Critique of the Noble Amateur:

I could find little, if anything at all, of substance in this reading. Instead of turning on my critical thinking skills about how information is provided on the Internet, I found myself enraged by reading such a biased and socioeconomically insensitive author. The worst reading from the entire course, hands down.

References

Associated Press. (2012, March 17). SXSW Sees Bit of Technology Backlash. Retrieved from http://www.dailyherald.com/article/20120317/business/703179993/

Keen, A. (2007). Chapter 2: The Noble Amateur . In Fernyhough, L. (Ed.), Comm 105: Communication and Technology. Course Package: Winter 2012, (pp. 89-103). Victoria, BC: Camosun College Bookstore. (Reprinted from The Cult of the Amateur: How Today’s Internet is Killing Our Culture, 35-63).

Weinberger, D. (2007). Chapter 3: The Geography of Knowledge. In Fernyhough, L. (Ed.), Comm 105: Communication and Technology. Course Package: Winter 2012, (pp. 105-113). Victoria, BC: Camosun College Bookstore. (Reprinted from Everything is Miscellaneous: The Power of the New Digital Disorder, 46-63).

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Comments
  1. Liz says:

    I barely remember a time when you had to go to a library to look something up and it seems like such a foreign idea now. It’s interesting how now I find myself frustrated when I can’t find a physical book in my own room, that I KNOW is there . . .somewhere. . . but there is no way of searching for it other than actually looking. My mind automatically goes to the solution of just putting in a search as if it was a file in the computer. I appreciate the ease that search engines provide, but I also agree that having a physical book in my hands has no comparison. The one thing that doesn’t translate very well to the digital world is just browsing through the books in your favourite genre. Picking up random books that have fantastic covers and finding those hidden treasures. On websites it’s not the same when you look through the books in a genre. I find that I don’t tend to find new things to read unless I search specific authors I already know about.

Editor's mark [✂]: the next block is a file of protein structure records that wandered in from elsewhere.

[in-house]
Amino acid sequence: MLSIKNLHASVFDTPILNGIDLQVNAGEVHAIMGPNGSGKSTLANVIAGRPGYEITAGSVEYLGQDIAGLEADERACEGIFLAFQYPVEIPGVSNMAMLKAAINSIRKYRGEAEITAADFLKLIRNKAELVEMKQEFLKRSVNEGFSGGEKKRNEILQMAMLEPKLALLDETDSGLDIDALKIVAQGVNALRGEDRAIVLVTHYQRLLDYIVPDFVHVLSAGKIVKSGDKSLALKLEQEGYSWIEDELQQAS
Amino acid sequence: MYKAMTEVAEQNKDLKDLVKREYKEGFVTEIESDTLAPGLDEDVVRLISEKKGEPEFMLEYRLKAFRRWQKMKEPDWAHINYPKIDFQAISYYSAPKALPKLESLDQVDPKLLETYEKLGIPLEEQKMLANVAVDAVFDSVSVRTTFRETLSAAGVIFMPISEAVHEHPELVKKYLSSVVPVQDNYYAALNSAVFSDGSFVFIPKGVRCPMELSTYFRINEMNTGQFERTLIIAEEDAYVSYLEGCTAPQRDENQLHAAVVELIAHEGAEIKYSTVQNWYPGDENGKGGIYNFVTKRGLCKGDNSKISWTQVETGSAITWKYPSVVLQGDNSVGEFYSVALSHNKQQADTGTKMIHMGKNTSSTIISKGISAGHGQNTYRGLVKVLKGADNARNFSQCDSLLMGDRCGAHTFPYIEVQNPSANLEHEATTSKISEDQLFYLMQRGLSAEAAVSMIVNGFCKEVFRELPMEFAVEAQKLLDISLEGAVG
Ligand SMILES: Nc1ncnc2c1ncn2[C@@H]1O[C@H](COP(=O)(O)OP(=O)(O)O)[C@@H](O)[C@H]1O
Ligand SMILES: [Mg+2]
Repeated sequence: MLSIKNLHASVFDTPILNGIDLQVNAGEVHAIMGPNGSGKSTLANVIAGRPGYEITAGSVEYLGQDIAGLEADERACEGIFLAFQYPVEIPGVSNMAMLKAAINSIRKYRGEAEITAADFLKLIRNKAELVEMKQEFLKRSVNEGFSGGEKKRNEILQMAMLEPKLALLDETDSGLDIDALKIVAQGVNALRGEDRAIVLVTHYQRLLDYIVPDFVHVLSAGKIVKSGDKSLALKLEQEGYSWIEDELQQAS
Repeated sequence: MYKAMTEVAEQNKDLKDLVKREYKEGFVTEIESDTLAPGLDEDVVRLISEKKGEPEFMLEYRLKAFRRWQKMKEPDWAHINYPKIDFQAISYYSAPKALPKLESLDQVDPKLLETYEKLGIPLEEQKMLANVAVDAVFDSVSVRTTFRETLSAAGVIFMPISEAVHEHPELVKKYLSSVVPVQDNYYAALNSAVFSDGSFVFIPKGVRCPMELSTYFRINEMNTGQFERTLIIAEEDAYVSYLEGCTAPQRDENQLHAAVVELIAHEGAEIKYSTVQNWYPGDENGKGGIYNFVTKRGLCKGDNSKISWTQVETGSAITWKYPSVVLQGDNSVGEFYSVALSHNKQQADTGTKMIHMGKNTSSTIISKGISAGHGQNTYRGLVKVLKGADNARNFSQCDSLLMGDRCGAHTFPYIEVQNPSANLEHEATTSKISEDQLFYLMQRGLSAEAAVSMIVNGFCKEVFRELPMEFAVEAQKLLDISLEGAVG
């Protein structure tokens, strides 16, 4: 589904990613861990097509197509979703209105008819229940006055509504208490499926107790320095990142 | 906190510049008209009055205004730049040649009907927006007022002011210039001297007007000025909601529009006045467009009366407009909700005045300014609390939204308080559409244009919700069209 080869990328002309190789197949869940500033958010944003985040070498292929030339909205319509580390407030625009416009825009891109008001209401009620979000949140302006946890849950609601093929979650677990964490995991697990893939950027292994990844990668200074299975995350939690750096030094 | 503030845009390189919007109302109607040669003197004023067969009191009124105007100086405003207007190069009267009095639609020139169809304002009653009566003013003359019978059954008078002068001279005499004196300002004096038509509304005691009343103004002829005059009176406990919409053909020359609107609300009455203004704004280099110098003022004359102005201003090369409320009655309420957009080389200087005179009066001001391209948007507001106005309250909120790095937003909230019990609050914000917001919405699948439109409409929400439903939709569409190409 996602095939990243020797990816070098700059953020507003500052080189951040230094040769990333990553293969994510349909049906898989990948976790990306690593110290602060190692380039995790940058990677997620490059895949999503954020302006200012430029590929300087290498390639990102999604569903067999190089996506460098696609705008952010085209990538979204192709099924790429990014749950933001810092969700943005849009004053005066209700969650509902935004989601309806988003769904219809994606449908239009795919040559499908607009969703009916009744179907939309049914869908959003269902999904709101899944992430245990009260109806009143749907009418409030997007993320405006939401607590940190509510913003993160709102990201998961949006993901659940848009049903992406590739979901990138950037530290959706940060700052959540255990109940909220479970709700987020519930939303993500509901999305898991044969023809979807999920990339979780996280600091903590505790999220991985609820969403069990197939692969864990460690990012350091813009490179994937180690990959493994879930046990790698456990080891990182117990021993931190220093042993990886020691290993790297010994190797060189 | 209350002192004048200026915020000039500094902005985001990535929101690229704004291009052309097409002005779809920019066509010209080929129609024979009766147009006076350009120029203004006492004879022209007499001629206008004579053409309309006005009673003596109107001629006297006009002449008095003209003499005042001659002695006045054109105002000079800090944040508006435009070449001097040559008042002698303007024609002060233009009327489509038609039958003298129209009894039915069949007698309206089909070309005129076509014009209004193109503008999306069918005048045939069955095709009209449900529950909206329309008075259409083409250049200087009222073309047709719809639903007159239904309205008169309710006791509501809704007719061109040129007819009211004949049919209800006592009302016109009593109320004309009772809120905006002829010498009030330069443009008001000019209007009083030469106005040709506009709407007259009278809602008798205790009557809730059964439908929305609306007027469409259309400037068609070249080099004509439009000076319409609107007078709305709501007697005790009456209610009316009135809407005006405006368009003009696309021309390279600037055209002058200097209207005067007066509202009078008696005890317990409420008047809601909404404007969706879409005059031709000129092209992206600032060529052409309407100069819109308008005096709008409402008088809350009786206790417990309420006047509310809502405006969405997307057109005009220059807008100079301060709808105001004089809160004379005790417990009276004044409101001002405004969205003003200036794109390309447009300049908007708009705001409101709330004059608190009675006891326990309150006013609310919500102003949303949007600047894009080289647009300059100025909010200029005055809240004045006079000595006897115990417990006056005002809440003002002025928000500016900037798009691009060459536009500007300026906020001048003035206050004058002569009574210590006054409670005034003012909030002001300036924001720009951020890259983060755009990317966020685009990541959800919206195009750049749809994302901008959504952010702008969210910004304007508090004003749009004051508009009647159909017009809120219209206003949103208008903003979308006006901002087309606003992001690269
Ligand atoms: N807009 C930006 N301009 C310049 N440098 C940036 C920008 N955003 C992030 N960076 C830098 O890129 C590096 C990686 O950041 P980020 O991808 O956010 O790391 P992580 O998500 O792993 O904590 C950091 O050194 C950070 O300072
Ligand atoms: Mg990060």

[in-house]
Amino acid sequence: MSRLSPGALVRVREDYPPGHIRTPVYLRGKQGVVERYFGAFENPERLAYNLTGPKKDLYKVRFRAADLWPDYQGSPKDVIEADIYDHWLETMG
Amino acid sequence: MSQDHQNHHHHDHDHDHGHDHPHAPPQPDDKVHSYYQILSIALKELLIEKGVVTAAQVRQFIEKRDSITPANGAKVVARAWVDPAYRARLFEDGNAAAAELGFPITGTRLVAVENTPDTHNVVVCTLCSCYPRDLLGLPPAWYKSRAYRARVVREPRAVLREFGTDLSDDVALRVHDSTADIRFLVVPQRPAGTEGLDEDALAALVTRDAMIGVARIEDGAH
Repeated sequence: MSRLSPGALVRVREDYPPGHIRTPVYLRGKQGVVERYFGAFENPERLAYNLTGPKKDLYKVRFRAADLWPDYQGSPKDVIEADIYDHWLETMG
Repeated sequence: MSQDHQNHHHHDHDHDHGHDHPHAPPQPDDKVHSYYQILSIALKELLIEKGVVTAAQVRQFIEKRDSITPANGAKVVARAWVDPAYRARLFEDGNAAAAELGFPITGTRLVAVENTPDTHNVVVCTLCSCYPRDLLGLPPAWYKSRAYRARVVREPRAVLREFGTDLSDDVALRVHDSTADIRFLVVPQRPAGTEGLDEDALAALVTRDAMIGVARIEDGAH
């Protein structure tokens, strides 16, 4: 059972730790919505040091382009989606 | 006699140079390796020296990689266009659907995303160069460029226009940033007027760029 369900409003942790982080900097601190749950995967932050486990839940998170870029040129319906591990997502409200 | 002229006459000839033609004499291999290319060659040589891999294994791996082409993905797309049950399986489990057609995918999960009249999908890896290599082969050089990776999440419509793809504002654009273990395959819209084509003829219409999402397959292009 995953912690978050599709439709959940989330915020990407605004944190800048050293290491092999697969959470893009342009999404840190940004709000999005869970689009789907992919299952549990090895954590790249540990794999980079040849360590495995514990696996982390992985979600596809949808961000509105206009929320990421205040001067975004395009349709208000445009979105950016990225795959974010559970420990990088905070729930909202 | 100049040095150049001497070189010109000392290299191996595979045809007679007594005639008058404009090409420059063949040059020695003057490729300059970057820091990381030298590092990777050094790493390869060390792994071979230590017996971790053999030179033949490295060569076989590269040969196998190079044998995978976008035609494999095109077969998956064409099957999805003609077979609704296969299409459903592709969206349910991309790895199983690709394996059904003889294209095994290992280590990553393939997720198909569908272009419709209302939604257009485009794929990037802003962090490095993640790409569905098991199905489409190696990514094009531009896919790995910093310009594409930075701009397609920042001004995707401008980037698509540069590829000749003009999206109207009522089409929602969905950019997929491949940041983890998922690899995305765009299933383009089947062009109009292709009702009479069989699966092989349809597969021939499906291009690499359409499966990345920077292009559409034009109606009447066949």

• I know what you mean about barely remembering going to the library to look something up. I remember when to write a paper for school the only place to get resources was at the library, and it felt like such a trip to get there. At the same time though I liked browsing and the quiet environment there. I don’t think anything can beat being able to research papers for school using only my computer though.The availability of reputable materials online now is incredible.

      There’s definitely a difference isn’t there? I discovered my favourite author while browsing through my favourite genre (yours too! – fantasy/sci fi) at a bookstore and I fell in love with the cover. Not at all the same when looking on a website.

      Maybe be both need digital filing systems for our books at home, because I have the same problem 😉 I wonder if a company would ever market something like that? I guess with e-readers becoming so popular, they probably wouldn’t. The only thing I would much prefer an e-reader for is textbooks, but I’ve found the availability of textbooks as e-books is terrible.

      Writing that just made me realize that I value the virtual world more for academics, but in terms of enjoyment I certainly enjoy the “physical” world more.

  2. Liz says:

    It’s possible that if there is enough demand, someone could come up with a GPS tracking system and filing system for physical books. I know I’d appreciate it! That would definitely fall into today’s level of technology and at the same time appeal to those of us who want to continue to purchase real books :D.
    Really, no technology can surprise me anymore.